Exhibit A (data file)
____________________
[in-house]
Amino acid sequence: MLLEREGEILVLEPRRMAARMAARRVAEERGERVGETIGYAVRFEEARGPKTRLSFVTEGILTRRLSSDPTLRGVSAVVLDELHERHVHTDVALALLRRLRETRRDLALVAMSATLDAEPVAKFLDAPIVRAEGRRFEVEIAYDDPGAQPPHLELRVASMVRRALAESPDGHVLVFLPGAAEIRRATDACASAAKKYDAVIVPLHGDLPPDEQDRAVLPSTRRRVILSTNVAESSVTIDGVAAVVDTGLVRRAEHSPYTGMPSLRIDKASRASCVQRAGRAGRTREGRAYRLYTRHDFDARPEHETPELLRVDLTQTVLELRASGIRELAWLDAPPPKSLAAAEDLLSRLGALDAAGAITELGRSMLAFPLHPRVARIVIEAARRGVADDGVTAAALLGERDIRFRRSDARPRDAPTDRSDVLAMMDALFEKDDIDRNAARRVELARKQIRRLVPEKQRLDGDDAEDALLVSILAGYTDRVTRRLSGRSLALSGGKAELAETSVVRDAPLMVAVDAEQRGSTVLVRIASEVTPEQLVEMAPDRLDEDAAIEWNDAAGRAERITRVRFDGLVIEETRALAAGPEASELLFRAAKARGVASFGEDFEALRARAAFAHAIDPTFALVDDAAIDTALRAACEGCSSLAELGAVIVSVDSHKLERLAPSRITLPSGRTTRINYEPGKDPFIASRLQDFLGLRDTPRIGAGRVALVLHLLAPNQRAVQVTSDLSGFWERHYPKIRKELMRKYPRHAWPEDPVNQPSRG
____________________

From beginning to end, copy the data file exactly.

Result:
[in-house]
Amino acid sequence: MLLEREGEILVLEPRRMAARMAARRVAEERGERVGETIGYAVRFEEARGPKTRLSFVTEGILTRRLSSDPTLRGVSAVVLDELHERHVHTDVALALLRRLRETRRDLALVAMSATLDAEPVAKFLDAPIVRAEGRRFEVEIAYDDPGAQPPHLELRVASMVRRALAESPDGHVLVFLPGAAEIRRATDACASAAKKYDAVIVPLHGDLPPDEQDRAVLPSTRRRVILSTNVAESSVTIDGVAAVVDTGLVRRAEHSPYTGMPSLRIDKASRASCVQRAGRAGRTREGRAYRLYTRHDFDARPEHETPELLRVDLTQTVLELRASGIRELAWLDAPPPKSLAAAEDLLSRLGALDAAGAITELGRSMLAFPLHPRVARIVIEAARRGVADDGVTAAALLGERDIRFRRSDARPRDAPTDRSDVLAMMDALFEKDDIDRNAARRVELARKQIRRLVPEKQRLDGDDAEDALLVSILAGYTDRVTRRLSGRSLALSGGKAELAETSVVRDAPLMVAVDAEQRGSTVLVRIASEVTPEQLVEMAPDRLDEDAAIEWNDAAGRAERITRVRFDGLVIEETRALAAGPEASELLFRAAKARGVASFGEDFEALRARAAFAHAIDPTFALVDDAAIDTALRAACEGCSSLAELGAVIVSVDSHKLERLAPSRITLPSGRTTRINYEPGKDPFIASRLQDFLGLRDTPRIGAGRVALVLHLLAPNQRAVQVTSDLSGFWERHYPKIRKELMRKYPRHAWPEDPVNQPSRG